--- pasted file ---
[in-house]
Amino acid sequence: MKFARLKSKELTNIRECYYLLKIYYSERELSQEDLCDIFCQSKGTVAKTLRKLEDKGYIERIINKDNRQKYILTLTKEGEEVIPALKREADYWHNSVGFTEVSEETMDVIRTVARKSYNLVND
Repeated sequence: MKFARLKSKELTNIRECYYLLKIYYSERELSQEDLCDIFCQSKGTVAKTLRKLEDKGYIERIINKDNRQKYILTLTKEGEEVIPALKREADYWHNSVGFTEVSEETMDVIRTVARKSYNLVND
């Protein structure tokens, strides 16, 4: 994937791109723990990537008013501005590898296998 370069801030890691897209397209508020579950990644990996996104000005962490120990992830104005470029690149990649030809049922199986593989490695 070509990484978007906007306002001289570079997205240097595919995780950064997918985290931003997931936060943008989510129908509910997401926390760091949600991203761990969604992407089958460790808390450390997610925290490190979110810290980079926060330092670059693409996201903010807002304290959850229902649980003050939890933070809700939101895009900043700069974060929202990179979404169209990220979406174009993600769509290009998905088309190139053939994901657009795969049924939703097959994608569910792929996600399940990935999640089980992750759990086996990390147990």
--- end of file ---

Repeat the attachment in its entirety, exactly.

[in-house]
Amino acid sequence: MKFARLKSKELTNIRECYYLLKIYYSERELSQEDLCDIFCQSKGTVAKTLRKLEDKGYIERIINKDNRQKYILTLTKEGEEVIPALKREADYWHNSVGFTEVSEETMDVIRTVARKSYNLVND
Repeated sequence: MKFARLKSKELTNIRECYYLLKIYYSERELSQEDLCDIFCQSKGTVAKTLRKLEDKGYIERIINKDNRQKYILTLTKEGEEVIPALKREADYWHNSVGFTEVSEETMDVIRTVARKSYNLVND
């Protein structure tokens, strides 16, 4: 994937791109723990990537008013501005590898296998 370069801030890691897209397209508020579950990644990996996104000005962490120990992830104005470029690149990649030809049922199986593989490695 070509990484978007906007306002001289570079997205240097595919995780950064997918985290931003997931936060943008989510129908509910997401926390760091949600991203761990969604992407089958460790808390450390997610925290490190979110810290980079926060330092670059693409996201903010807002304290959850229902649980003050939890933070809700939101895009900043700069974060929202990179979404169209990220979406174009993600769509290009998905088309190139053939994901657009795969049924939703097959994608569910792929996600399940990935999640089980992750759990086996990390147990």